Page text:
5 Ways to Reconnect with Your Kids (the right way) During the Holidays

DEC 14, 2021

5 Ways to Reconnect with Your Kids (the right way) During the Holidays

Holidays can feel frantic. Between rushing around town collecting gifts for those on your lists, working extra hours to pay for those gifts, and finding time to take off a few days to spend with the family, this time of year is rarely dull. 

So how can parents make the fleeting moments of the holidays actually count? More importantly, how can they open opportunities to spend quality time with their family and make memories with the kids? 

How to spend Quality Time with Family

To jumpstart your imagination, we’ve compiled seven ways to create fun family memories during the holidays.

1. Limit screen time (including parents)

It’s no surprise that less screen time opens opportunities to have fun IRL (in real life) with your kids. 

This study suggests that young children spending three or more hours a day on their devices lead less healthy lives generally. If the whole family is glued to the blue glow of their screens this holiday season, fun family activities are unlikely to happen. 

Communicate screen time limits:

Many health professionals recommend about 1 hour per day of screen time for kids and teens. While many parents already have screen time as part of the house rules, these rules tend to get a bit more relaxed around the holidays. 

Make sure to set screen time rules or keep the set rules. As with anything related to parenting, communication is key. Center these rules on making time for fun activities together rather than a form of punishment.

Set the example:

It’s important to set an example by following the same guidelines that you’ve placed on your kids. This can be tough, especially if your screen time is work-related. If so, communicate the extra need for work-related items, and set strict times for yourself to log on, wrap up work and log off. Don’t become the one who is not adhering to your rules.

2. Leave work at work

As mentioned, sometimes duty calls, and you need to answer. But it’s crucial to be present when at home as much as possible. 

Try taking that earned paid time off, or communicate available times of day to your work to ensure things don’t get out of hand.

3. Ask the family for ideas

If you make the activities around what the rest of the family wants, you’re sure to have a better time. 

You can start with a list of potential activities like what you’ll find in the below sections and as you go through them, ask if they have any ideas they want to add.

4. Find indoor screen-free activities:

This is easier said than done, especially when it’s cold outside, and it becomes tempting for everyone to pull out the phone and start scrolling. 

Of course, you can make rules around activities that require no screens or offer activities that make using a phone more of a hassle than it’s worth. Things like making candy and cookies are not “phone-out” type activities.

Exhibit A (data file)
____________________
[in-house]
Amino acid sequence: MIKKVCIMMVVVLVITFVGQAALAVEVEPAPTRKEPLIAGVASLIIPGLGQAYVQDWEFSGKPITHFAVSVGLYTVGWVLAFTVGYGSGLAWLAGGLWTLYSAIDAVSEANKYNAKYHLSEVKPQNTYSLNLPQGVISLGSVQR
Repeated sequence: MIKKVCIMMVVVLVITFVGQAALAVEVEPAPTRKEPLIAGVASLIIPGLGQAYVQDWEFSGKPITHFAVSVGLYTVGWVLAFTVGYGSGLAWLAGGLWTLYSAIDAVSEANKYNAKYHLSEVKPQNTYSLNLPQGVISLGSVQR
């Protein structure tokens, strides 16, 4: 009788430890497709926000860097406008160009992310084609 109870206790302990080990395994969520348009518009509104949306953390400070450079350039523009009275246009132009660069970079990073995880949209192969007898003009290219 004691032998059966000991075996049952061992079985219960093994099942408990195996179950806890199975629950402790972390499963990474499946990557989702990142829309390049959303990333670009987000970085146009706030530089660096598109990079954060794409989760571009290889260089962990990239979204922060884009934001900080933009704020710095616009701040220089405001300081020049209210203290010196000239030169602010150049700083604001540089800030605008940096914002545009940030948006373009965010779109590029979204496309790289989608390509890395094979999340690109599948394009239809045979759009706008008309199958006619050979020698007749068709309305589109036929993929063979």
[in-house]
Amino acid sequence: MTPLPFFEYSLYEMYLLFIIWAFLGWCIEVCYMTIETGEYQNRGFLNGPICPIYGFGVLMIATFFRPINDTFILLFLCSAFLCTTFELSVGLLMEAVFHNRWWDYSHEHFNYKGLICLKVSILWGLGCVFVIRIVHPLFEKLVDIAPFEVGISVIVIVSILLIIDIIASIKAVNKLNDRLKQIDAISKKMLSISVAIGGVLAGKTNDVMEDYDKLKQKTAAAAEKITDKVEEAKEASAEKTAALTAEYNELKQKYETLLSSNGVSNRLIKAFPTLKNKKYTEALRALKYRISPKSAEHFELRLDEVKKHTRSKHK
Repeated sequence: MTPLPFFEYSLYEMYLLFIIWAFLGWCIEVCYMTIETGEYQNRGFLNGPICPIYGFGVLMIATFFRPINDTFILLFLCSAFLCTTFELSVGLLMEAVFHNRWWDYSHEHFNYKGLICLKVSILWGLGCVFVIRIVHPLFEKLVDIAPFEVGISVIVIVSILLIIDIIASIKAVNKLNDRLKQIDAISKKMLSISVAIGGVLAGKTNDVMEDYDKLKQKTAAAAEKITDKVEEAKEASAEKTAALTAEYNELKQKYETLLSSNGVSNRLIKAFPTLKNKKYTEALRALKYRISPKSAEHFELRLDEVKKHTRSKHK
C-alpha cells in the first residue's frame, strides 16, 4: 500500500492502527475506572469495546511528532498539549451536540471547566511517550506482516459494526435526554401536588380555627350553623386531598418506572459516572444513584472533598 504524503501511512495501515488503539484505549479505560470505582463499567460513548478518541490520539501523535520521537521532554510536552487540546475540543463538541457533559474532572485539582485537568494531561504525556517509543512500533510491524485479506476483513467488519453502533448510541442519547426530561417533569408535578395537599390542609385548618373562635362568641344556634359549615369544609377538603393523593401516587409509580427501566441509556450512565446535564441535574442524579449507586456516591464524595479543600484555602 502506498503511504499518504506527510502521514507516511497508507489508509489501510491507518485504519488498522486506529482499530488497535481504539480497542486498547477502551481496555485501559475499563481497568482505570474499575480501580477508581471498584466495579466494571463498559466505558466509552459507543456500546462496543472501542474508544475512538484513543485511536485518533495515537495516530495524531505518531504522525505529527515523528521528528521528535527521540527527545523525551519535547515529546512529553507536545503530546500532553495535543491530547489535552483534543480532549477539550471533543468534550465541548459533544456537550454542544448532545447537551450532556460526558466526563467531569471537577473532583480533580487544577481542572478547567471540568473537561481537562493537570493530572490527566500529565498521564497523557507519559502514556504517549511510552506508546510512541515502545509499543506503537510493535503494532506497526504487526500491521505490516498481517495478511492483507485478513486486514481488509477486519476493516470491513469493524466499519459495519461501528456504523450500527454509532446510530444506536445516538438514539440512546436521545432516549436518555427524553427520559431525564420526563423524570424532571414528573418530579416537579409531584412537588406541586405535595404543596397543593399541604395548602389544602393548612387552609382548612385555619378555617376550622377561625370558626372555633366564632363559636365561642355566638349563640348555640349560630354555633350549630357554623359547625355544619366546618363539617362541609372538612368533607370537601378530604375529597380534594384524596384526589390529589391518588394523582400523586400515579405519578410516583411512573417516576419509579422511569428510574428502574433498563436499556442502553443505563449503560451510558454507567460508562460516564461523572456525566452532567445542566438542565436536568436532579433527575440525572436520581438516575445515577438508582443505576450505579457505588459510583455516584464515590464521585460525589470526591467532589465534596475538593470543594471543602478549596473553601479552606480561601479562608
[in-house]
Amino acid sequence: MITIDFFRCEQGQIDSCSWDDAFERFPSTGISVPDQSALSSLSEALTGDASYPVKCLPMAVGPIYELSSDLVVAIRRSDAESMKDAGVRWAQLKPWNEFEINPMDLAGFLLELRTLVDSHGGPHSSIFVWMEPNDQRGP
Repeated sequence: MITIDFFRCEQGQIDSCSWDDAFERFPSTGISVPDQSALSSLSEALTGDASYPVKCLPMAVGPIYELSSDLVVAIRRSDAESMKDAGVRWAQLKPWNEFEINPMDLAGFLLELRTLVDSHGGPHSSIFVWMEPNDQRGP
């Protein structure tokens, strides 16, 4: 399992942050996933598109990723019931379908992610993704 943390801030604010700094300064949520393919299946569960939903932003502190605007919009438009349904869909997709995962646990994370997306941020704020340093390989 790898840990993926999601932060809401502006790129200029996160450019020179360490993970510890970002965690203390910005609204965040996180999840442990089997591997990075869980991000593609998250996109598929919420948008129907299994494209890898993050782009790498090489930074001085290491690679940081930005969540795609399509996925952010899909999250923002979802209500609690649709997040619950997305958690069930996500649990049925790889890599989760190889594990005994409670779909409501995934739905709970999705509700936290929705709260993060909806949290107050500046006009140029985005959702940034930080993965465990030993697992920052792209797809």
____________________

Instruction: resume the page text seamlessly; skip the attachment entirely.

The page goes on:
Indoor activities you could try with your kids: 

  • Make cookies
  • Build gingerbread houses
  • Make homemade candy
  • Paint holiday-themed pictures
  • Make ornaments and Christmas decor
  • Build a fort
  • Create a scavenger hunt
  • Start a holiday book tradition
  • Host a game night
  • Make from-scratch hot cocoa
excited child receives Christmas presents from parents

5. Suggest outdoor screen-free activities:

Just as with indoor activities, holiday time has plenty of unique options for the outdoors, too. Since not all families are in cold climates and may experience the holidays differently, we’ve listed cold and warm climate activities. You must participate with your kids if you expect them to engage in these sometimes chilly activities.

Cold climate activities

  • Go sledding
  • Build a snowman
  • Visit the houses with the best Christmas lights
  • Go caroling
  • Build an igloo or snow fort
  • Have a snowball fight
  • Make snow angels
  • Go Geocaching

Warm climate activities

  • Hold an outdoor Christmas movie party
  • Visit the houses with the best Christmas lights
  • Go caroling
  • Make outdoor decorations
  • Have a sock ball fight
  • Go Geocaching

Remember: Keep it simple, be flexible and have fun. The purpose of quality time is to create lasting bonds with you and your kids. You can keep it simple. Don’t over-plan or set expectations too high. Sometimes it’s the impromptu snowball fight or other random moments that you all will remember the most. 

Need less screen time in your family life? Check out Gabb’s kids’ phone and kids’ smart watch.

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